Interview with Dr. Beatriz González Ulloa, president of CIR
Posted on: 2021-02-09
In an interview with Jornal da Imagem, from the São Paulo Radiological Society, Dr. Beatriz González Ulloa talks about expectations as president of the Inter-American College of Radiology (CIR) and reflects on the role of radiologists in the world. Check out the full interview below.
In December, Dr. Beatriz González Ulloa took office as president of the Inter-American College of Radiology (CIR), during the society’s XXX Congress, in Mexico. She is also vice-president and founding partner of the Ibero-American Society for Breast Imaging (SIBIM), and former president of the Mexican Federation of Radiology and Image (FMRI), the Mexican Council of Radiology and Image (CMRI), and the College of Radiology and Image of Jalisco (CRIJ). She is currently a professor at FMRI and CIR.
In a letter to the members, when she took office, she stated: “It is an honor for me to assume the CIR presidency. I feel privileged to preside over an institution founded in 1943. It continues to be a living and increasingly active organism that unites societies, associations, federations, colleges, national groups from the American continent and Latin America through scientific, friendship and cultural ties”.
In this interview, she talks about expectations, challenges, and the flags she takes on in this new management.
What are your expectations as president of the CIR?
Achieve that Regional Radiology is congruent with current health needs, recognizing technological advances through the decisive participation of Health Institutions, academic bodies in the area of imaging, and, above all, Radiology Faculties and Associations, regional and international. Also, to strengthen, promote and offer high quality continuing medical education to members of the countries that make up the CIR.
What are the main challenges facing radiologists in the world today? Does artificial intelligence still seem like a threat? Staff reduction due to the pandemic?
The main ones are:
• Usurpation by other specialties;
• Artificial intelligence;
• Emerging technologies in our specialty;
• Software and equipment with frequent updates;
• Unequal budget for the acquisition of new technologies.
Artificial intelligence is another tool for the radiologist in diagnosing pathologies; it does not represent a threat, on the contrary; systems based on this platform help decisively in imaging diagnosis.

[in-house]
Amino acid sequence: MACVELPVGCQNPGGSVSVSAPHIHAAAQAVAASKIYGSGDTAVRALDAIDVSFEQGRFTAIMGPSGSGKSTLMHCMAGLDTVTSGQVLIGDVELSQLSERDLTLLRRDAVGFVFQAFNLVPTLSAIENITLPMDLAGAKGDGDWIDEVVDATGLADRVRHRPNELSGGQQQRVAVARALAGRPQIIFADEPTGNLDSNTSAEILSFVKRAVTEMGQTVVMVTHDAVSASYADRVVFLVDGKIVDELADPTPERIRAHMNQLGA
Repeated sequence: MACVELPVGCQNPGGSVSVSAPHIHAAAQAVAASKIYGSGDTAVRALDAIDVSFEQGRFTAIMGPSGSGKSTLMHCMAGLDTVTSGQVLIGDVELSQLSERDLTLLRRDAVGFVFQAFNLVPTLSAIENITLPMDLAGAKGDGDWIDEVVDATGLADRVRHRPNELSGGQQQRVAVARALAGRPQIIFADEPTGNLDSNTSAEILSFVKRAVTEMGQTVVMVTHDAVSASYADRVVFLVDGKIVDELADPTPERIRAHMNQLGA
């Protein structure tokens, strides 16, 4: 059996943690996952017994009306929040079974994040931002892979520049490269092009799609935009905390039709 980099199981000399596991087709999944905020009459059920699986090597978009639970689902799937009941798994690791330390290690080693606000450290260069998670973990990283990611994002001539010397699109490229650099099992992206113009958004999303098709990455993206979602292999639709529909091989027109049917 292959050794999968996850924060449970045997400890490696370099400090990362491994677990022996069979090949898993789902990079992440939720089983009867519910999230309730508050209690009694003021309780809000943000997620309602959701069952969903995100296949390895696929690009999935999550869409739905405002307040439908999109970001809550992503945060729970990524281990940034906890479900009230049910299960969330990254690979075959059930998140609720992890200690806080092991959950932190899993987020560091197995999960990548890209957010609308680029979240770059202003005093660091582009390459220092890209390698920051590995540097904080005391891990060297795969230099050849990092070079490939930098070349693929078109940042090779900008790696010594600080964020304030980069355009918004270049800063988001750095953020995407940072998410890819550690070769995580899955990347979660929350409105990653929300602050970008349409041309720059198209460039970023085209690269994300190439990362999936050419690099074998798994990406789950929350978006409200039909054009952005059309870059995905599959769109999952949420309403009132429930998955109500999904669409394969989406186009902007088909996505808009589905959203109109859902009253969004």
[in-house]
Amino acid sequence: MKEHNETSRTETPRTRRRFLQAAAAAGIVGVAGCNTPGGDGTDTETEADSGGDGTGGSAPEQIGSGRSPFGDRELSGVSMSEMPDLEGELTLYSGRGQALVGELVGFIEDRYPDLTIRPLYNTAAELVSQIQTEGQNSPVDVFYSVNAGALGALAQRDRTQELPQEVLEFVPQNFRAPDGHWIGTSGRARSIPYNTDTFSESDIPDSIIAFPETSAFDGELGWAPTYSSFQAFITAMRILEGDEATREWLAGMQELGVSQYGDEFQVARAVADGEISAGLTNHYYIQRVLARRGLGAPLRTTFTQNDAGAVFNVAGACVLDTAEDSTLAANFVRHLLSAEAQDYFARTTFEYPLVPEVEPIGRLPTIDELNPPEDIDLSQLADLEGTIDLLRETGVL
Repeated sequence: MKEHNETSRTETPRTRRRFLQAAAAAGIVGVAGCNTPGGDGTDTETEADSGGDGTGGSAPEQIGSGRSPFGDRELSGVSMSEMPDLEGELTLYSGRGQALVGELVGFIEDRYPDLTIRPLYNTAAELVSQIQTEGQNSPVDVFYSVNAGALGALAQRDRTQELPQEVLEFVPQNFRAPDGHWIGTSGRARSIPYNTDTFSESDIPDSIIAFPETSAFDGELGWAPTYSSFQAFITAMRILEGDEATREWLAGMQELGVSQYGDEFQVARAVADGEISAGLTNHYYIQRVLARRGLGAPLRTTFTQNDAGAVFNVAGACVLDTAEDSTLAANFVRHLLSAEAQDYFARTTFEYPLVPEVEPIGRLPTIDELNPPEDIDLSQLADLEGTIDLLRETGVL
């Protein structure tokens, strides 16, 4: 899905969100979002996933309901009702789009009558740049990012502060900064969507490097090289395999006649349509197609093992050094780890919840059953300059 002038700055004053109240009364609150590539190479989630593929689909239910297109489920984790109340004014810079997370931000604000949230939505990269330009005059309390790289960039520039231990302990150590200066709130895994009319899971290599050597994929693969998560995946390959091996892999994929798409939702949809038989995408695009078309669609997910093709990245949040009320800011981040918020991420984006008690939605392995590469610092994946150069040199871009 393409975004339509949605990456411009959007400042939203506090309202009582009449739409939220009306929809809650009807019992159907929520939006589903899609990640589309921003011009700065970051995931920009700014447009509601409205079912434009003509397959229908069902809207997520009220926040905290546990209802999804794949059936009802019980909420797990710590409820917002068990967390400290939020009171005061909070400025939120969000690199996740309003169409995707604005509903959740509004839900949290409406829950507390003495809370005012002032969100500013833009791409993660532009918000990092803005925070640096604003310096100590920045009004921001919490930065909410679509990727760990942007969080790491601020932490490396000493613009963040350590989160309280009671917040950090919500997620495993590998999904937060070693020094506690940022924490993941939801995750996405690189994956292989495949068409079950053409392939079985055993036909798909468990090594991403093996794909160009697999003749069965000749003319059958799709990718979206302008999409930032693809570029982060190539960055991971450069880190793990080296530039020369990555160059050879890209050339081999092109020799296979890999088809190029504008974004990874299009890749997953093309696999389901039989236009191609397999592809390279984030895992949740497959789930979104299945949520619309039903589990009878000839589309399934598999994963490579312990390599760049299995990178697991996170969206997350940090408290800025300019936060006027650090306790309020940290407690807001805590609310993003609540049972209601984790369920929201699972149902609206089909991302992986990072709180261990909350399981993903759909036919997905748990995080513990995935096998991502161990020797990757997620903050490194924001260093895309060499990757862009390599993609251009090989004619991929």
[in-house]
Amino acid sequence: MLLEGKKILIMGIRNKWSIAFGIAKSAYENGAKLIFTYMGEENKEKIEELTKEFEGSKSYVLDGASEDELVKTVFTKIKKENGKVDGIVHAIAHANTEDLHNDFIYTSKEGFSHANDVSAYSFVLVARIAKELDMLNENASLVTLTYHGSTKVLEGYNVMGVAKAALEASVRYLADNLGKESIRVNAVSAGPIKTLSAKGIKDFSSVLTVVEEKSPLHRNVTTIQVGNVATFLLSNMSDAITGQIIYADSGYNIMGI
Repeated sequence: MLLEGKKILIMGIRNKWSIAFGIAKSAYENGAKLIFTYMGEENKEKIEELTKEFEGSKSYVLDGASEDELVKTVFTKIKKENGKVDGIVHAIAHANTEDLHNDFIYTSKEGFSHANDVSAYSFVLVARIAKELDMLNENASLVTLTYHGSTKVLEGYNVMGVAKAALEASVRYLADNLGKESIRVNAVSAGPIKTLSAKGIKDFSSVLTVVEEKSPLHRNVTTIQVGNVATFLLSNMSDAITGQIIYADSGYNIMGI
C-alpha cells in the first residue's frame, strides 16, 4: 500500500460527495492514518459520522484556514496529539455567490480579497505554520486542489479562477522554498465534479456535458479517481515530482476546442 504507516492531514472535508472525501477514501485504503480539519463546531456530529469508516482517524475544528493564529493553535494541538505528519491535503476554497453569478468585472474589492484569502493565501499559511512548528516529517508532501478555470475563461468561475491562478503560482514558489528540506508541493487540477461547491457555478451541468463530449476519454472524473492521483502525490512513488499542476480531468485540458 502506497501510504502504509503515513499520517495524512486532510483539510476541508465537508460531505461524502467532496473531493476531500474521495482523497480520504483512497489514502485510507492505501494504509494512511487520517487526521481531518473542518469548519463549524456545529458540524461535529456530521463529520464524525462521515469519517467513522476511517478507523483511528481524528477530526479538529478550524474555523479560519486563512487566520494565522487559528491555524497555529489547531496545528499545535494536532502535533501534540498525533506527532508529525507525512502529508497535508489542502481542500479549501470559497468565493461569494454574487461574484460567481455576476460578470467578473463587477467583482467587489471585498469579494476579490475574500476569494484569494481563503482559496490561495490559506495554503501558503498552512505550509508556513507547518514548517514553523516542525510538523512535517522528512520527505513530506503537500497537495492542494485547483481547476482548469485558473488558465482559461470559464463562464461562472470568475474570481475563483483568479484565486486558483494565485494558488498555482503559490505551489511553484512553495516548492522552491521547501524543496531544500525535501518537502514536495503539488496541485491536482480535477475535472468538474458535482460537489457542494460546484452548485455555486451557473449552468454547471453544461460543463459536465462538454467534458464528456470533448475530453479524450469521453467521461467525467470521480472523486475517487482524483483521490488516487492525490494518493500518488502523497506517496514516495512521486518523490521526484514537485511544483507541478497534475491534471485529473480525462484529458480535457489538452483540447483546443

There was no decrease in the number of new radiologists due to the pandemic; imaging departments are among the most requested in the face of this global health crisis.
And for Latin American radiologists? What initiatives does your management take?
The management of the CIR is based on several activities, whose undisputed pillar is Continuing Education to promote quality in the work routine of the different areas of Radiology.
• It is necessary to continue the various programs that we have established;
• Promote the development of the Latin American School of Radiology, ELAR;
• Strengthen CIR’s refresher courses;
• Strengthen the visiting professor and CIR visit programs;
• Promote Radiology Research.
How do you assess the union and intersection of medical societies’ work affiliated to CIR today? What works well, and what can be improved?
There is an excellent collaboration between the countries that make up the CIR. I think we can improve the search for reducing inequalities in education in the different countries that make up the Ibero-American College of Radiology, with the collaboration and commitment of the radiologists that make up this organization.
What advice would you give to young professionals who are now entering the area? How do they need and should they prepare?
That they are visible radiologists, with participation in the doctor-patient relationship and the interpersonal relationship between general practitioners and specialists who refer patients to imaging services. With that, we try to eliminate the “invisible radiologist” and make the connections warmer.
It is essential to highlight radiology with more “human quality”, leading to radiological protection directed to the patient, with special programs of the global trend such as Latin Safe, Eurosafe, Image Wisely, and Image Gentle, among others.
Also, recognize the opportunities for their training and continuing education that allow them to exercise the specialty with excellence for patients’ benefit.